“The more we encourage talented cancer researchers like Wheeler and Kimple to work together and challenge one another, the more good things will happen,” says Department of Human Oncology Chairman Dr. Paul Harari. “Their complementary expertise is powerful, and they have the potential to open important new doors of research discovery.”

In addition to the advantages of having a basic scientist and physician-scientist working together, Dr. Wheeler and Dr. Kimple maintain connections with researchers from outside institutions, including groups from Chicago, California, and several international centers as well as pharmaceutical companies developing promising new drugs. This expanded network allows for an increased patient volume, a larger data set and publication base, and many sources of expertise for advancing the research.

“You need this sort of collaboration with top experts across the field to make the best progress in cancer research. Having a good team helps move things forward more effectively. We have the opportunity to build an important story about the role of AXL in cancer therapy for the future,” Dr. Wheeler said.

Dr. Kimple and Dr. Wheeler have recently published two research articles detailing their AXL findings in high profile cancer research journals. They are hopeful that their work will enable the development of new clinical trials within the next several years. In the meantime, they will continue to use their “chalk talk” brainstorming sessions to discuss potential new molecular targets and treatment approaches that may benefit future cancer patients.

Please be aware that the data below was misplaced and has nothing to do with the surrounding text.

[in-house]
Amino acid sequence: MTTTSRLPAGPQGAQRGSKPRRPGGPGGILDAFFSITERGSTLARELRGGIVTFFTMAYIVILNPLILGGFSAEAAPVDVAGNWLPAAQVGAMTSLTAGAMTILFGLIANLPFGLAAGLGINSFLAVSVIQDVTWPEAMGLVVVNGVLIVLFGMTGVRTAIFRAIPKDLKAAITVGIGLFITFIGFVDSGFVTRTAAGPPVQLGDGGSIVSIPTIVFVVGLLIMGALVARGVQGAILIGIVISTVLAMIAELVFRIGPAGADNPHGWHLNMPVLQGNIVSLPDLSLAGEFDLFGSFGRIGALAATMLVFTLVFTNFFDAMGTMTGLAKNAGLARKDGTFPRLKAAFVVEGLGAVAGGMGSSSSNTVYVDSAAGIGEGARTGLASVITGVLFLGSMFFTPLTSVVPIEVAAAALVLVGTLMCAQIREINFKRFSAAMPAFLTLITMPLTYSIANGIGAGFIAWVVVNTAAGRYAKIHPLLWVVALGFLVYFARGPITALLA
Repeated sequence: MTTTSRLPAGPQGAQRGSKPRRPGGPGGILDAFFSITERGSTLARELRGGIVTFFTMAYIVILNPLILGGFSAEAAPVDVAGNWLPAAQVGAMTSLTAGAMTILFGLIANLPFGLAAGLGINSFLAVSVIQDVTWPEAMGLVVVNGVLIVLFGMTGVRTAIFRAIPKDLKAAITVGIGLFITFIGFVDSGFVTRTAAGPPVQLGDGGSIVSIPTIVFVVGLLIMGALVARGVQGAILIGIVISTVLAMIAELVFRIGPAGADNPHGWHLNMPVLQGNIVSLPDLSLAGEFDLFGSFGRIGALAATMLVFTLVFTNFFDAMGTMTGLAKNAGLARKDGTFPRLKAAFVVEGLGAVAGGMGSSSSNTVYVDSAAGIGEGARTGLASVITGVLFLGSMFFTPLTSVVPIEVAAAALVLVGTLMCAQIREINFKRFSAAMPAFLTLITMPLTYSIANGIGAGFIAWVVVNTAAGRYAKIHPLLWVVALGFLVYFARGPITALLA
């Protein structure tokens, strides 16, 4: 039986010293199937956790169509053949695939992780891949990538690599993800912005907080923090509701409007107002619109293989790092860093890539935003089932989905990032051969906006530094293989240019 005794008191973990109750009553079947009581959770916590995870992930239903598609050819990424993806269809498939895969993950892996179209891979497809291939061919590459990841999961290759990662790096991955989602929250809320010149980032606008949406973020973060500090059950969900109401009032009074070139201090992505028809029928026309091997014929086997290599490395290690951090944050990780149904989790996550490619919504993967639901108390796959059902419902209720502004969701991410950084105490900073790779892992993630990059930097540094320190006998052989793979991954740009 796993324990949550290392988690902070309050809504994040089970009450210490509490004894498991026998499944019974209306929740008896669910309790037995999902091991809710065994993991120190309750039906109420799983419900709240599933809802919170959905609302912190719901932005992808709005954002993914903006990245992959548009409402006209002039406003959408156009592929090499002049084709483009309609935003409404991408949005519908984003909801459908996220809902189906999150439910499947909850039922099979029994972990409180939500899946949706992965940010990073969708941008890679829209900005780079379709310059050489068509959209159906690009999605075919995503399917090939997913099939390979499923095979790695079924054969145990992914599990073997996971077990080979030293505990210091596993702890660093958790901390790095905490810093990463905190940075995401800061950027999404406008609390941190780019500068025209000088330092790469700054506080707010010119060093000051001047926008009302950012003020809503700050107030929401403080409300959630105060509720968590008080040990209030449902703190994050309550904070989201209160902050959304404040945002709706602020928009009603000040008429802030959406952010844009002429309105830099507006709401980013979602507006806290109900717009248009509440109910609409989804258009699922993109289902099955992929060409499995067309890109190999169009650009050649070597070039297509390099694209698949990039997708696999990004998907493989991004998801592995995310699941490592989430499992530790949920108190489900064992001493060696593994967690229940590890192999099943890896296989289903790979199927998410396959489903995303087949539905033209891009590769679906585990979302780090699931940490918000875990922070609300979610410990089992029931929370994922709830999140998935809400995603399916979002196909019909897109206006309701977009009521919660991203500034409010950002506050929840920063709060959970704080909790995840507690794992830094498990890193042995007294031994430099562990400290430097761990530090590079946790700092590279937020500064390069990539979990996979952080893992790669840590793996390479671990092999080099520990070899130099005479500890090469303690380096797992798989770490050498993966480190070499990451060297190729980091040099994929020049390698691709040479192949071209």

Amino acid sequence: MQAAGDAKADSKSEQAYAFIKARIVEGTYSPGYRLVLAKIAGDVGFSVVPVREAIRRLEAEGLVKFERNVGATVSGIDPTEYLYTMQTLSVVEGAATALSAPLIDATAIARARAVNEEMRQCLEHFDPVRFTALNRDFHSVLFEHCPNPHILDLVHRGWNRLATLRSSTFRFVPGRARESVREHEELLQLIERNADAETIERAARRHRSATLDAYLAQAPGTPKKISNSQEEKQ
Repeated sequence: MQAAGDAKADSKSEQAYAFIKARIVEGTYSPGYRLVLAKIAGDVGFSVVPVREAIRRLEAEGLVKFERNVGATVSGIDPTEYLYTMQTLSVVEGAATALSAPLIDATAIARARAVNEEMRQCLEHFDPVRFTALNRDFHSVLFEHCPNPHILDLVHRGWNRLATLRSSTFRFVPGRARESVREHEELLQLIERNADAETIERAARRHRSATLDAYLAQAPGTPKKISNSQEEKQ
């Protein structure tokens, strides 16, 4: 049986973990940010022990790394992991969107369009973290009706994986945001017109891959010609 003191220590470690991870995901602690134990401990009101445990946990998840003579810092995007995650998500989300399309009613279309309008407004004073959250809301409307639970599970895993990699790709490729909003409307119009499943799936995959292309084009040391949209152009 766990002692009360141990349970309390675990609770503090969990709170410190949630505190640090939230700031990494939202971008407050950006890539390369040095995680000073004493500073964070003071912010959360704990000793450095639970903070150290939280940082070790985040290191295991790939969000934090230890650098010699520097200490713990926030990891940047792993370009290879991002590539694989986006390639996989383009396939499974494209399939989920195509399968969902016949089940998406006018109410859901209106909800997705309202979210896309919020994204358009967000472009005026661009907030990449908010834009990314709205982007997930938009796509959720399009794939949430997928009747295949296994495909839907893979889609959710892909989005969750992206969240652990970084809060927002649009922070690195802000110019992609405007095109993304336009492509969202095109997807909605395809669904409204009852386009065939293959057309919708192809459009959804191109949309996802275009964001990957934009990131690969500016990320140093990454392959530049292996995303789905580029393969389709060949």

Breast Imaging: From Cancer Screen to Precision Medicine

-This article originally appeared on UW Health news, written by Silke Schmidt-

Since 1927, mammography, a special form of X-ray breast imaging, has helped diagnose and screen for breast cancer—by catching a tumor early with a mammogram, it can often be treated effectively before spreading to other organs.

But with President Obama announcing his precision medicine initiative in January 2015, breast imaging is becoming an increasingly important tool for cancer treatment as well.

“Imaging can help us tailor the treatment to the exact biological properties of a tumor,” says Amy Fowler, MD, PhD, an assistant professor of radiology at the UW Carbone Cancer Center. “This may not only reduce the risk of cancer recurrence at the primary site, but also the risk of metastases.”

A prime example for precision medicine is Fowler’s research toward improving the success rate of hormone (endocrine) therapy after the surgical removal of a breast tumor.

The typical path from cancer detection to surgery starts with a mammogram followed by a biopsy-based diagnosis that classifies the tumor as hormone-receptor-positive or -negative. About 70 percent of newly diagnosed cancers are positive, meaning they may respond to hormone therapy.

In the future, Fowler hopes that these 70 percent of patients will receive a short course of hormone therapy right after the biopsy, before the surgery is performed, to evaluate the tumor’s response.